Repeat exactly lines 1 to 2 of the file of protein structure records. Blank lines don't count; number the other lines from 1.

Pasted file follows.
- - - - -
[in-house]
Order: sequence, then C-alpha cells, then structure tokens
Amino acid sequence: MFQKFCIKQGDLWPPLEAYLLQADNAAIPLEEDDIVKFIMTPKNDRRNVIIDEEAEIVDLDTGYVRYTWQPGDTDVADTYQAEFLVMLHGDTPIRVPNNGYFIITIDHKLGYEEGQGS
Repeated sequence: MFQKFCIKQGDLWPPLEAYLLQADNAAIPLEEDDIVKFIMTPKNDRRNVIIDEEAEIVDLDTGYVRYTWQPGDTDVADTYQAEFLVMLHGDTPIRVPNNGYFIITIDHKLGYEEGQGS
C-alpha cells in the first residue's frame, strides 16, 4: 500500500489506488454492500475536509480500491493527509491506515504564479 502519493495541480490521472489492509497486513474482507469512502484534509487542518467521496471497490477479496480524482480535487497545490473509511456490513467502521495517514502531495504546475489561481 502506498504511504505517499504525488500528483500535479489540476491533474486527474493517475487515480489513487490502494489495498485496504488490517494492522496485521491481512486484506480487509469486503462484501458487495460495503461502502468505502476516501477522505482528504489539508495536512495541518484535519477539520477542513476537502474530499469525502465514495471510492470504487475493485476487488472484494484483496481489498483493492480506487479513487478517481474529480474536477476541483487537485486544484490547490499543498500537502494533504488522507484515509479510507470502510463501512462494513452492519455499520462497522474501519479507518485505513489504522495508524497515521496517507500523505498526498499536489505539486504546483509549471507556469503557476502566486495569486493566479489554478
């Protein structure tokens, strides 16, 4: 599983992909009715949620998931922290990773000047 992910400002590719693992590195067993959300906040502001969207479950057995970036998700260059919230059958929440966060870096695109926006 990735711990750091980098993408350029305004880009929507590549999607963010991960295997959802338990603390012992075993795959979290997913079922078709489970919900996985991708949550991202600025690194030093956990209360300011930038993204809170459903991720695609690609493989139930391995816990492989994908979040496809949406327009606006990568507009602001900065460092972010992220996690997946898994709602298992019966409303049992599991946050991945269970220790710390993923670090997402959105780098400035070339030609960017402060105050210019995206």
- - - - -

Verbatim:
[in-house]
Order: sequence, then C-alpha cells, then structure tokens